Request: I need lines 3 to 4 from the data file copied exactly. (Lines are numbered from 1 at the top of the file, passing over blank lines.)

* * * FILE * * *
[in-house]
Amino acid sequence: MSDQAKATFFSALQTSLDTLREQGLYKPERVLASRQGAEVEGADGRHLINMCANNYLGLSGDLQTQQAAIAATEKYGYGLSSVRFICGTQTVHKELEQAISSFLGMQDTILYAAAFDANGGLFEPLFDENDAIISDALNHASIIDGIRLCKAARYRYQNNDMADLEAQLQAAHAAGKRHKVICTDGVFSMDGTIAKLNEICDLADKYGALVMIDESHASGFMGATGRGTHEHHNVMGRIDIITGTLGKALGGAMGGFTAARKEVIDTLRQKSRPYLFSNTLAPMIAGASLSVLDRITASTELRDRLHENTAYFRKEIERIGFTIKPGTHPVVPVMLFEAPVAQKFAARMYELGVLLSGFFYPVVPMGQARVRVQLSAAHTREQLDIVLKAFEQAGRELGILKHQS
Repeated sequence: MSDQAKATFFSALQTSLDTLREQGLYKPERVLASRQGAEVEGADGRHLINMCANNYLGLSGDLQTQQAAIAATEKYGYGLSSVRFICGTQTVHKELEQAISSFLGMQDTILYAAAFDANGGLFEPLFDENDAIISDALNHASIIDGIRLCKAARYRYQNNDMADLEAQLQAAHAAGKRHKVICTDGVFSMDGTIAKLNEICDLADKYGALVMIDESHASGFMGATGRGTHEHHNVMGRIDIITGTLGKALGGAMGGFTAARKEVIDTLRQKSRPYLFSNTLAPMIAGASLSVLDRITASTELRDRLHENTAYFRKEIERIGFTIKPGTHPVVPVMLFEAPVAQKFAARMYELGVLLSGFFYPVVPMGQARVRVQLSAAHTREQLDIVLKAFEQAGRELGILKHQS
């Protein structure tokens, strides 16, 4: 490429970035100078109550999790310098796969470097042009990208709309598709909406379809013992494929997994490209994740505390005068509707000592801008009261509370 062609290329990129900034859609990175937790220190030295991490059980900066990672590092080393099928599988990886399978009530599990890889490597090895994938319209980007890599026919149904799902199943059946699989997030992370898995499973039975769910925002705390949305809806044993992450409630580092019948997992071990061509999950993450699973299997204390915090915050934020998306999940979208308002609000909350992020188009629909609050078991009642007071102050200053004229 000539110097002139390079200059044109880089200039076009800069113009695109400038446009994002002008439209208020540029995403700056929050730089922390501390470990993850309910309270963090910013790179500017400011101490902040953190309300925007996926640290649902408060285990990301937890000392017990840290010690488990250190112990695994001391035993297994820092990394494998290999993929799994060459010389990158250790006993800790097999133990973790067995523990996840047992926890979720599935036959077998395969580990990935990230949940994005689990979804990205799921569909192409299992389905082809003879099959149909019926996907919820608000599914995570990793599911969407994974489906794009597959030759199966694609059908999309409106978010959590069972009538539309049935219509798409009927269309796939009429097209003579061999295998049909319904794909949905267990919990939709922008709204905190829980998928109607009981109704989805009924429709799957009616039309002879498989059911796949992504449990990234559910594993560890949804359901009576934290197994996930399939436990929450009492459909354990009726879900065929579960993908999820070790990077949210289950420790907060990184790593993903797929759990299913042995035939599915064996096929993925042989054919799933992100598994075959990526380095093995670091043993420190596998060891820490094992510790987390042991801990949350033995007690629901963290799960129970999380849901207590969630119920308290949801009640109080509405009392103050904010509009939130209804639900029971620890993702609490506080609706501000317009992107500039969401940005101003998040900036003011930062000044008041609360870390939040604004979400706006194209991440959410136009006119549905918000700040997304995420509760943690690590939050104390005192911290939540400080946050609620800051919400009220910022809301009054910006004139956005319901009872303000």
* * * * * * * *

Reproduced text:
Repeated sequence: MSDQAKATFFSALQTSLDTLREQGLYKPERVLASRQGAEVEGADGRHLINMCANNYLGLSGDLQTQQAAIAATEKYGYGLSSVRFICGTQTVHKELEQAISSFLGMQDTILYAAAFDANGGLFEPLFDENDAIISDALNHASIIDGIRLCKAARYRYQNNDMADLEAQLQAAHAAGKRHKVICTDGVFSMDGTIAKLNEICDLADKYGALVMIDESHASGFMGATGRGTHEHHNVMGRIDIITGTLGKALGGAMGGFTAARKEVIDTLRQKSRPYLFSNTLAPMIAGASLSVLDRITASTELRDRLHENTAYFRKEIERIGFTIKPGTHPVVPVMLFEAPVAQKFAARMYELGVLLSGFFYPVVPMGQARVRVQLSAAHTREQLDIVLKAFEQAGRELGILKHQS
């Protein structure tokens, strides 16, 4: 490429970035100078109550999790310098796969470097042009990208709309598709909406379809013992494929997994490209994740505390005068509707000592801008009261509370 062609290329990129900034859609990175937790220190030295991490059980900066990672590092080393099928599988990886399978009530599990890889490597090895994938319209980007890599026919149904799902199943059946699989997030992370898995499973039975769910925002705390949305809806044993992450409630580092019948997992071990061509999950993450699973299997204390915090915050934020998306999940979208308002609000909350992020188009629909609050078991009642007071102050200053004229 000539110097002139390079200059044109880089200039076009800069113009695109400038446009994002002008439209208020540029995403700056929050730089922390501390470990993850309910309270963090910013790179500017400011101490902040953190309300925007996926640290649902408060285990990301937890000392017990840290010690488990250190112990695994001391035993297994820092990394494998290999993929799994060459010389990158250790006993800790097999133990973790067995523990996840047992926890979720599935036959077998395969580990990935990230949940994005689990979804990205799921569909192409299992389905082809003879099959149909019926996907919820608000599914995570990793599911969407994974489906794009597959030759199966694609059908999309409106978010959590069972009538539309049935219509798409009927269309796939009429097209003579061999295998049909319904794909949905267990919990939709922008709204905190829980998928109607009981109704989805009924429709799957009616039309002879498989059911796949992504449990990234559910594993560890949804359901009576934290197994996930399939436990929450009492459909354990009726879900065929579960993908999820070790990077949210289950420790907060990184790593993903797929759990299913042995035939599915064996096929993925042989054919799933992100598994075959990526380095093995670091043993420190596998060891820490094992510790987390042991801990949350033995007690629901963290799960129970999380849901207590969630119920308290949801009640109080509405009392103050904010509009939130209804639900029971620890993702609490506080609706501000317009992107500039969401940005101003998040900036003011930062000044008041609360870390939040604004979400706006194209991440959410136009006119549905918000700040997304995420509760943690690590939050104390005192911290939540400080946050609620800051919400009220910022809301009054910006004139956005319901009872303000």